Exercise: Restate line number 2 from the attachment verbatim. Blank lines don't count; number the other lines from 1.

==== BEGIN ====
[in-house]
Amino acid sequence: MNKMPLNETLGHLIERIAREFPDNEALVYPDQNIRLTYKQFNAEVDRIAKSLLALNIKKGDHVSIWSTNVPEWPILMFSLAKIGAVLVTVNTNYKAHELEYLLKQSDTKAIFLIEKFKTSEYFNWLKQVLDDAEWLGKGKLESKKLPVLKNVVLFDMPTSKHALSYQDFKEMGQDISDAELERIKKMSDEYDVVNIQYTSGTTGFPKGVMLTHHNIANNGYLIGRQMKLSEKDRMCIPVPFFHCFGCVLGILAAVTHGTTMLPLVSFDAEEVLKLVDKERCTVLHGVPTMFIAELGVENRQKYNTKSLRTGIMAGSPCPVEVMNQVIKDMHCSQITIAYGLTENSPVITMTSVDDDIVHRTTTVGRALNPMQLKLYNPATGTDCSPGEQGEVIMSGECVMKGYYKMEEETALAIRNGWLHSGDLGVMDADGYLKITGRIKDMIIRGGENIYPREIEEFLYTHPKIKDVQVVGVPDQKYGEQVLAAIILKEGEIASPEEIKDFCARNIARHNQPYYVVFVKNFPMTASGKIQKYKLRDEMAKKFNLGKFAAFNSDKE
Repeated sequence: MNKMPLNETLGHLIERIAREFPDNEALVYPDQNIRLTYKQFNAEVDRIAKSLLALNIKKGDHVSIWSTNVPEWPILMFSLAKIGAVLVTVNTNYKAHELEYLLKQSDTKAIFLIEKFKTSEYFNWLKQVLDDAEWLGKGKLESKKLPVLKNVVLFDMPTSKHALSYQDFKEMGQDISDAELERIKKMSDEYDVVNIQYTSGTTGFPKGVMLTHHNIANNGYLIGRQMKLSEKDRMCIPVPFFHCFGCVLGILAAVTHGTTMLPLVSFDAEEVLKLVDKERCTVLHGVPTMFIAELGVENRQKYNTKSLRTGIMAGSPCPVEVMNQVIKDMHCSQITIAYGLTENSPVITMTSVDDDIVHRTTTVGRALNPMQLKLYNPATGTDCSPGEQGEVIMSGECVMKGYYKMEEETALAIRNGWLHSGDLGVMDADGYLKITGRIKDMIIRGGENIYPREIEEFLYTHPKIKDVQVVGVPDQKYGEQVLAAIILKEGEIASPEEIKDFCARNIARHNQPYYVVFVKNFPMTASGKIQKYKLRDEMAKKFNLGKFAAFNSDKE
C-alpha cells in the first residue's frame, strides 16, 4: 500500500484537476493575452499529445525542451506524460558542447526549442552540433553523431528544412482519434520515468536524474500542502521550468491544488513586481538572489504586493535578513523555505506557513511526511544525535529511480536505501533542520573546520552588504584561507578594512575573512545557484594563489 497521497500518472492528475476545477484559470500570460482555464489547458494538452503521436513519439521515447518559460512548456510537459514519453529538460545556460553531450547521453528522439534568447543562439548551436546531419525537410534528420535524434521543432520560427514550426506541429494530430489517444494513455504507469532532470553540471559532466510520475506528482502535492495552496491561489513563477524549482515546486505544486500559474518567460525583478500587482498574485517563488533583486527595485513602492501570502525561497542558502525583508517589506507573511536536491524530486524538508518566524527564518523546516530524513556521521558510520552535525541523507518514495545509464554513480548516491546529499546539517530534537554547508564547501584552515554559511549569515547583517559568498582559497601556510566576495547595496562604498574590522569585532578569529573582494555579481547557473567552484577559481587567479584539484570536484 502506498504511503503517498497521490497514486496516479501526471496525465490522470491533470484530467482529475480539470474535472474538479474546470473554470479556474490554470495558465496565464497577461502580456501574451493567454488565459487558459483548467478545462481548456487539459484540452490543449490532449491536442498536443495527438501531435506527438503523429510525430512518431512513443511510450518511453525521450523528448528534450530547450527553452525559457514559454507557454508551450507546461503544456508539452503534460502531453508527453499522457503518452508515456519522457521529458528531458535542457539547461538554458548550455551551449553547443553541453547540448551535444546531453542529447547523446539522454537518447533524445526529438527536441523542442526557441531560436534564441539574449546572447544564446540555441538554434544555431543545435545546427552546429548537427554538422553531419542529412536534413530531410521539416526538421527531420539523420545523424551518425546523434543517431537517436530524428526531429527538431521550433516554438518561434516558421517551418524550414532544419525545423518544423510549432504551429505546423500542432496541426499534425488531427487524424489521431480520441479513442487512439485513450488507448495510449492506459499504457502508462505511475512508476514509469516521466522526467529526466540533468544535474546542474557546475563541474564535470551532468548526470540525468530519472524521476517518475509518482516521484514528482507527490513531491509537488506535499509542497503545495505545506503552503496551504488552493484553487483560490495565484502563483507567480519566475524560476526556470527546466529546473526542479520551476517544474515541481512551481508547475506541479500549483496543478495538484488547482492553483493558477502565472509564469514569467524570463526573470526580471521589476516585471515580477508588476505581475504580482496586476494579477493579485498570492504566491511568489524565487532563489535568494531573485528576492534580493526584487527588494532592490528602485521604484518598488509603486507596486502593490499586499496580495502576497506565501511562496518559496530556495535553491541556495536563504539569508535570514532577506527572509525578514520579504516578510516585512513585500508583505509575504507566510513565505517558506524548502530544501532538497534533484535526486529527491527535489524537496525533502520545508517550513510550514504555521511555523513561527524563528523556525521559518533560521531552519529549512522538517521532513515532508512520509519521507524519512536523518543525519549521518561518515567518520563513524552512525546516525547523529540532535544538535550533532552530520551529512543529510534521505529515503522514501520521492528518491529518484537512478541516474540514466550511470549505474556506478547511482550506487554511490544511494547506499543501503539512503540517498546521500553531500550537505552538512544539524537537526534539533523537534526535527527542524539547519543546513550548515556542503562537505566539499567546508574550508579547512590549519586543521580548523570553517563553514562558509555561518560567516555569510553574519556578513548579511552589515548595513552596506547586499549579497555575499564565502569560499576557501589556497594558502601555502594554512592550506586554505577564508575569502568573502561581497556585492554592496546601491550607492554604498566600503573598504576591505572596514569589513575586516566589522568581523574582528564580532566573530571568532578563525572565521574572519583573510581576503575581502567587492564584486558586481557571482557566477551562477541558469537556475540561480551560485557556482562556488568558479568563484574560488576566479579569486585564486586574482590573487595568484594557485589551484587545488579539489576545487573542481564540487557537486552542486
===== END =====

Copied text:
Amino acid sequence: MNKMPLNETLGHLIERIAREFPDNEALVYPDQNIRLTYKQFNAEVDRIAKSLLALNIKKGDHVSIWSTNVPEWPILMFSLAKIGAVLVTVNTNYKAHELEYLLKQSDTKAIFLIEKFKTSEYFNWLKQVLDDAEWLGKGKLESKKLPVLKNVVLFDMPTSKHALSYQDFKEMGQDISDAELERIKKMSDEYDVVNIQYTSGTTGFPKGVMLTHHNIANNGYLIGRQMKLSEKDRMCIPVPFFHCFGCVLGILAAVTHGTTMLPLVSFDAEEVLKLVDKERCTVLHGVPTMFIAELGVENRQKYNTKSLRTGIMAGSPCPVEVMNQVIKDMHCSQITIAYGLTENSPVITMTSVDDDIVHRTTTVGRALNPMQLKLYNPATGTDCSPGEQGEVIMSGECVMKGYYKMEEETALAIRNGWLHSGDLGVMDADGYLKITGRIKDMIIRGGENIYPREIEEFLYTHPKIKDVQVVGVPDQKYGEQVLAAIILKEGEIASPEEIKDFCARNIARHNQPYYVVFVKNFPMTASGKIQKYKLRDEMAKKFNLGKFAAFNSDKE